The two-game penalty for domestic abuse was widely criticized as too lenient, but Goodell stood by his decision when addressing media members Friday, a day before the Hall of Fame enshrinement ceremonies in Canton, Ohio.
"Domestic violence is not acceptable," said Goodell at the impromptu session. "We went through the process of evaluating whether there would be discipline. "What's important here is that Ray has taken responsibility for this and has been accountable for his actions."
Rice was arrested and charged with simple assault-domestic violence after video posted online by TMZ.com in February showed the running back lifting his then-fiancee out of an Atlantic City casino elevator.
In May, Rice was accepted into a pretrial intervention program that will allow him to avoid serving time in jail. The charges against him will be expunged from his record upon successful completion of the one-year program.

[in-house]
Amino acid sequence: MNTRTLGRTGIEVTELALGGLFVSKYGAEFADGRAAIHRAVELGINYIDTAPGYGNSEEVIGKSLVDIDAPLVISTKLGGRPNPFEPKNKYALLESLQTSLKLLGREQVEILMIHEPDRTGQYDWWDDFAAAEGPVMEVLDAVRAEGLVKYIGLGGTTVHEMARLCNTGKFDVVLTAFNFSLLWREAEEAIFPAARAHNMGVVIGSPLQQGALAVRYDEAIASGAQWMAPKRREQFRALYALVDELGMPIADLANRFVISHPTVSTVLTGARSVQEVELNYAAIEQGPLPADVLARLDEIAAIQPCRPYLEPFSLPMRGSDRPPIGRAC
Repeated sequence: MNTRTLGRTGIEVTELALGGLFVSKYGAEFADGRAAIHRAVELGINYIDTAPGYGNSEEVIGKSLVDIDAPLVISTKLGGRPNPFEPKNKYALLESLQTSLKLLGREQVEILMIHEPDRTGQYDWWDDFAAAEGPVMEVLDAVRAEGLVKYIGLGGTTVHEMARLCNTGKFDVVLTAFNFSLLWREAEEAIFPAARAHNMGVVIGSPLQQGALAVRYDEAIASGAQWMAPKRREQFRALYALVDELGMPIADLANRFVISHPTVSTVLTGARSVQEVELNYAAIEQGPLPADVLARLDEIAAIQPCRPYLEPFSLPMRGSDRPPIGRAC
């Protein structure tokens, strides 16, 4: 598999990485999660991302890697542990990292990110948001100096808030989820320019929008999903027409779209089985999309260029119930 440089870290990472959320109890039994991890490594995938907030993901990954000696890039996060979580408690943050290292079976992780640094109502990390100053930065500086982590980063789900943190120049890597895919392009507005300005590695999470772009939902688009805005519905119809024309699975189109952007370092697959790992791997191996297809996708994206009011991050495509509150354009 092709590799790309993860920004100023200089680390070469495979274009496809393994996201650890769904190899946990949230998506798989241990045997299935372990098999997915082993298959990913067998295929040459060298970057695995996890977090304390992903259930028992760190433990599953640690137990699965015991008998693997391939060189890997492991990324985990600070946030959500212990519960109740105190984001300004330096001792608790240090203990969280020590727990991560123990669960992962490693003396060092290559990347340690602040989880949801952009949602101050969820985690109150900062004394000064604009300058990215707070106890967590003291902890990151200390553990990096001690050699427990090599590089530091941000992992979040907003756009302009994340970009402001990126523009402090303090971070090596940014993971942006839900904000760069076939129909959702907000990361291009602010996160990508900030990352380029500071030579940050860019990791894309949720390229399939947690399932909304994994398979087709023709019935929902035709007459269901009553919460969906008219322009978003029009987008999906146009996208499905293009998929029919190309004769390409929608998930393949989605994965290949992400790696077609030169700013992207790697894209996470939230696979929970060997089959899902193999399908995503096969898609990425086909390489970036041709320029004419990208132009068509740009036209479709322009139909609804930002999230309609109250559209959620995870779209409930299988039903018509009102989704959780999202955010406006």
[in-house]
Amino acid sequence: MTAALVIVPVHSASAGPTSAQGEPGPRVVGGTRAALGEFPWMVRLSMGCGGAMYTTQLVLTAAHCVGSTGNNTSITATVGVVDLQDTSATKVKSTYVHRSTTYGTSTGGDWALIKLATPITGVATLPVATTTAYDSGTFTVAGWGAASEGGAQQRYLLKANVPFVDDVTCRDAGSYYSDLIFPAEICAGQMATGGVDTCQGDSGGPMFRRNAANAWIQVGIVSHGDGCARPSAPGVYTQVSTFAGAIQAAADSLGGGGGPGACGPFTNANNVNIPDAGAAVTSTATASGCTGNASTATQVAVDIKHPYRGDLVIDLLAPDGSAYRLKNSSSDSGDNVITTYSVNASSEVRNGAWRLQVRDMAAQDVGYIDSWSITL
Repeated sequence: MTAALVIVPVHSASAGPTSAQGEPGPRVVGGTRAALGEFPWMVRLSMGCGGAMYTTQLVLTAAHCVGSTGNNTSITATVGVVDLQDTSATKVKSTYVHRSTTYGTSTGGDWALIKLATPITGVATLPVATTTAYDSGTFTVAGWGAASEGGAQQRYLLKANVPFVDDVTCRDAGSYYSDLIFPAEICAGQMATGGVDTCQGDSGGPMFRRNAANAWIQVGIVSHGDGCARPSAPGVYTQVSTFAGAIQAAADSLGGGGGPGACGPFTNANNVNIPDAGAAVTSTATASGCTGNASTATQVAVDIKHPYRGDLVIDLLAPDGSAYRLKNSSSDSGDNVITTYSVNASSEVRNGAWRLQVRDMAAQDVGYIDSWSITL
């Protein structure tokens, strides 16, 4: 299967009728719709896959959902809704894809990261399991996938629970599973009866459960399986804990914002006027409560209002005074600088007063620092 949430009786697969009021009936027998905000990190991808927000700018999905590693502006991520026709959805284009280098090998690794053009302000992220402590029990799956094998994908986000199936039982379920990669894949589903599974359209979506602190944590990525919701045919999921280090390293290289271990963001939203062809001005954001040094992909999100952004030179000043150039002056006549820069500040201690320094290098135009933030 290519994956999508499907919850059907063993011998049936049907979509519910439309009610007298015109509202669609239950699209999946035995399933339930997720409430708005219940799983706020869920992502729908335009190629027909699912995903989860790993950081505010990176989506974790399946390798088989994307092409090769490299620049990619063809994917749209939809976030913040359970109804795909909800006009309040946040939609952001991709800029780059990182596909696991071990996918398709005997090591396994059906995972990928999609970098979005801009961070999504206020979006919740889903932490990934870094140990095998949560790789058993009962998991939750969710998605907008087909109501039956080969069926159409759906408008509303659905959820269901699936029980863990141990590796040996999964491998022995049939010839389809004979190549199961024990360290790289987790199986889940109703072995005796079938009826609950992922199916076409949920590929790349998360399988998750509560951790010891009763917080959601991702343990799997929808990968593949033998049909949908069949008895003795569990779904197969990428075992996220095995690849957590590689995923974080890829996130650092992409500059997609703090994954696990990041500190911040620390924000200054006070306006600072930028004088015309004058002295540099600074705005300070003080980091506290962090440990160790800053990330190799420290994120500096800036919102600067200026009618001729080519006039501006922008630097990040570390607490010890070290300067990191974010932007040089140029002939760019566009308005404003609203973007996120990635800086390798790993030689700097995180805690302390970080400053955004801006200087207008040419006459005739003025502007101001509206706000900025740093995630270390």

Rice spoke publicly about the incident and his suspension on Thursday and called his actions that night "totally inexcusable" and "something I'm going to pay for the rest of my life." He and Janay Palmer are now married.
"It's important to understand this is a young man who made a terrible mistake," Goodell added. "We're very confident that this young man understands what he needs to do to move forward."
Goodell said the two-game penalty was consistent with other punishments handed down by the league.
"Ray Rice did not have another incident. We take that into account," Goodell stated when asked to compare the penalty to others, including those that are longer for substance-abuse. "When someone has a first offense, and has a strong background ... we take that into account and when there's a pattern we take that into account.
"I take into account all the information before making a decision what the discipline would be. I had the opportunity to hear from Ray, to hear from his wife and other people and I took all that into account."